• Ask a Cop

    Got a question? Send it to Lt. Bob Dunn, public information officer. We'll publish answers to the most interesting ones.
  • Need Help?

    For non-emergencies, call (714) 765-1900.
    911 for emergencies
  • RSS Anaheim News

    • An error has occurred; the feed is probably down. Try again later.
  • RSS OC Crime News

    • An error has occurred; the feed is probably down. Try again later.

Advisors bid farewell to chief who listened

John Welter formed Orange County’s first Police Chief’s Advisory Board nearly a decade ago.


His goal: to bring a diverse group of community, business and school leaders together to discuss public safety issues, to solve community problems and to build relationships.

If his final meeting before retiring offers clues, the effort was a major success. The meeting ended with hugs, thank yous, applause and a chocolate cake inscribed, “We love you.” It was topped with a miniature police car.

Perhaps most telling was how the 21-member board spent most of their last formal meeting with Welter. For more than an hour, they debated the pros, cons and politics of civilian review boards.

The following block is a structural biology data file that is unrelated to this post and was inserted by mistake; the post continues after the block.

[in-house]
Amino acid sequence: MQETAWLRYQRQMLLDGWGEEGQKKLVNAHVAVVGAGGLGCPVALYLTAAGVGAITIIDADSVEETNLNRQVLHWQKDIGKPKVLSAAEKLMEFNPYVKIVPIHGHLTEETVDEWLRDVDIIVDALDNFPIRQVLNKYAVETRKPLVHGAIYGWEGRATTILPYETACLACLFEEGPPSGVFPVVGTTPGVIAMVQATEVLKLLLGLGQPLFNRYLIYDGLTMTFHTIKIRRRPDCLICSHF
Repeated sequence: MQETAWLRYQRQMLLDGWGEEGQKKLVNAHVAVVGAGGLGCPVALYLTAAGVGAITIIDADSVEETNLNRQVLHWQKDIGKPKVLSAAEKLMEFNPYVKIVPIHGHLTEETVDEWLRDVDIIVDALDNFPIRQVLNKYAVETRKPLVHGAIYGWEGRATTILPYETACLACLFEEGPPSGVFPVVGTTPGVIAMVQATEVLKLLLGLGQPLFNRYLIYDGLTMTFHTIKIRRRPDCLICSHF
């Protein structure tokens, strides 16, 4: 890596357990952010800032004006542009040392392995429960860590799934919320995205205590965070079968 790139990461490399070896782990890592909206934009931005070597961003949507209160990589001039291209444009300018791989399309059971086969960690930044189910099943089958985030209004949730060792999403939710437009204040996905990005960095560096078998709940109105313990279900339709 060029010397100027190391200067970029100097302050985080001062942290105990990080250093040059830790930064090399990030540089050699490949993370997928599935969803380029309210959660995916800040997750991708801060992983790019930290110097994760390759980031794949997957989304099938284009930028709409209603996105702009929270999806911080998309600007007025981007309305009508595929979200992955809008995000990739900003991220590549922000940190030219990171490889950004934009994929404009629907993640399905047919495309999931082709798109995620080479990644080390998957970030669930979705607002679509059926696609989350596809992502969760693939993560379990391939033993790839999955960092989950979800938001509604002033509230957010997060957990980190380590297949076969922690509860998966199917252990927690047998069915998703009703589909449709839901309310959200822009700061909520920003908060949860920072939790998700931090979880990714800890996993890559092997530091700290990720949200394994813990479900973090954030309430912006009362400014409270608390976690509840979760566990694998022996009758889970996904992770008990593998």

Some board members said civilian review adds a layer of transparency, which equates to more trust. But a businessman worried that a panel comprised of people who “know nothing about police work appointed by people who don’t know anything about police work” is a recipe for disaster.

“I don’t have an objection to a board,” Welter said. “As long as it includes qualified and competent people.”

Welter promised action, saying he would ask city leaders to seek the board’s opinions on the topic. He also plans to pursue a suggestion from Los Amigos of Orange County President Jose Moreno to measure community trust.

Welter said he hopes the group will continue when his permanent replacement is named. His command staff is already preparing a presentation in June on officer-involved shooting reviews.


The board accomplished much, playing a role in creating the Gang Intervention and Reduction Partnership, where police work with school leaders to identify and help children at risk of joining gangs; it has offered strategies to business owners to stop graffiti and it has donated dinners to poor families during the holidays.

And it has helped a beloved police chief navigate thorny issues, including last summer’s civil unrest.

“I’ve grown a lot because of your support as well as your criticism,” Welter said.

At the end of the meeting, businessman Bill Taormina toasted Welter’s service to the community, noting many of his innovations, including the formation of the advisory board.

“You have brought us through some rough waters,” he said. “And you have created a remarkable legacy.”